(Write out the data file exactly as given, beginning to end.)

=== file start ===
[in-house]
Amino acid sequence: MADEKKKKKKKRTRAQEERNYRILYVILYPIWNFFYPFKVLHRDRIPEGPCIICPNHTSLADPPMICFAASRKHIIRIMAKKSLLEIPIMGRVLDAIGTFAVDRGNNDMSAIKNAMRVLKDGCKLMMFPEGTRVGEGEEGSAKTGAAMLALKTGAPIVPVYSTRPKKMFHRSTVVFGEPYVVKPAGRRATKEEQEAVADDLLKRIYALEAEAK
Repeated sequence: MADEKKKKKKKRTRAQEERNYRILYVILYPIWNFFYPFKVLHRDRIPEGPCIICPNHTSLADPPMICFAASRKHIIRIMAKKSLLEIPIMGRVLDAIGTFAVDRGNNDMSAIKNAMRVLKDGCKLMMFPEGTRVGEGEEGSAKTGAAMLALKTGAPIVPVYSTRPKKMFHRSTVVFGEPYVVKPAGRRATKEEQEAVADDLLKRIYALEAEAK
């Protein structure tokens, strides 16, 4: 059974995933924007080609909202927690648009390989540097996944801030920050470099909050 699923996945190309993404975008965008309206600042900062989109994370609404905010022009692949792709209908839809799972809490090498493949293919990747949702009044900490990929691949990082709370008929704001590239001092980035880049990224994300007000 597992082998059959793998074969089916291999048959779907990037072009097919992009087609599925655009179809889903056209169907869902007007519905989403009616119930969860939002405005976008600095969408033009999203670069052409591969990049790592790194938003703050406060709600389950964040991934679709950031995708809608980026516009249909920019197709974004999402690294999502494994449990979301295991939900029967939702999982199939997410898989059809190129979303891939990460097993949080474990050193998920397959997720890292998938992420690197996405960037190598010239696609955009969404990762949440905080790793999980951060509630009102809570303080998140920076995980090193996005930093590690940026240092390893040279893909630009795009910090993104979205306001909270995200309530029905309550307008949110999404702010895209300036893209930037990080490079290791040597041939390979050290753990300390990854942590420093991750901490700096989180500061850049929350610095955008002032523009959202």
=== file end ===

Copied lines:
[in-house]
Amino acid sequence: MADEKKKKKKKRTRAQEERNYRILYVILYPIWNFFYPFKVLHRDRIPEGPCIICPNHTSLADPPMICFAASRKHIIRIMAKKSLLEIPIMGRVLDAIGTFAVDRGNNDMSAIKNAMRVLKDGCKLMMFPEGTRVGEGEEGSAKTGAAMLALKTGAPIVPVYSTRPKKMFHRSTVVFGEPYVVKPAGRRATKEEQEAVADDLLKRIYALEAEAK
Repeated sequence: MADEKKKKKKKRTRAQEERNYRILYVILYPIWNFFYPFKVLHRDRIPEGPCIICPNHTSLADPPMICFAASRKHIIRIMAKKSLLEIPIMGRVLDAIGTFAVDRGNNDMSAIKNAMRVLKDGCKLMMFPEGTRVGEGEEGSAKTGAAMLALKTGAPIVPVYSTRPKKMFHRSTVVFGEPYVVKPAGRRATKEEQEAVADDLLKRIYALEAEAK
């Protein structure tokens, strides 16, 4: 059974995933924007080609909202927690648009390989540097996944801030920050470099909050 699923996945190309993404975008965008309206600042900062989109994370609404905010022009692949792709209908839809799972809490090498493949293919990747949702009044900490990929691949990082709370008929704001590239001092980035880049990224994300007000 597992082998059959793998074969089916291999048959779907990037072009097919992009087609599925655009179809889903056209169907869902007007519905989403009616119930969860939002405005976008600095969408033009999203670069052409591969990049790592790194938003703050406060709600389950964040991934679709950031995708809608980026516009249909920019197709974004999402690294999502494994449990979301295991939900029967939702999982199939997410898989059809190129979303891939990460097993949080474990050193998920397959997720890292998938992420690197996405960037190598010239696609955009969404990762949440905080790793999980951060509630009102809570303080998140920076995980090193996005930093590690940026240092390893040279893909630009795009910090993104979205306001909270995200309530029905309550307008949110999404702010895209300036893209930037990080490079290791040597041939390979050290753990300390990854942590420093991750901490700096989180500061850049929350610095955008002032523009959202």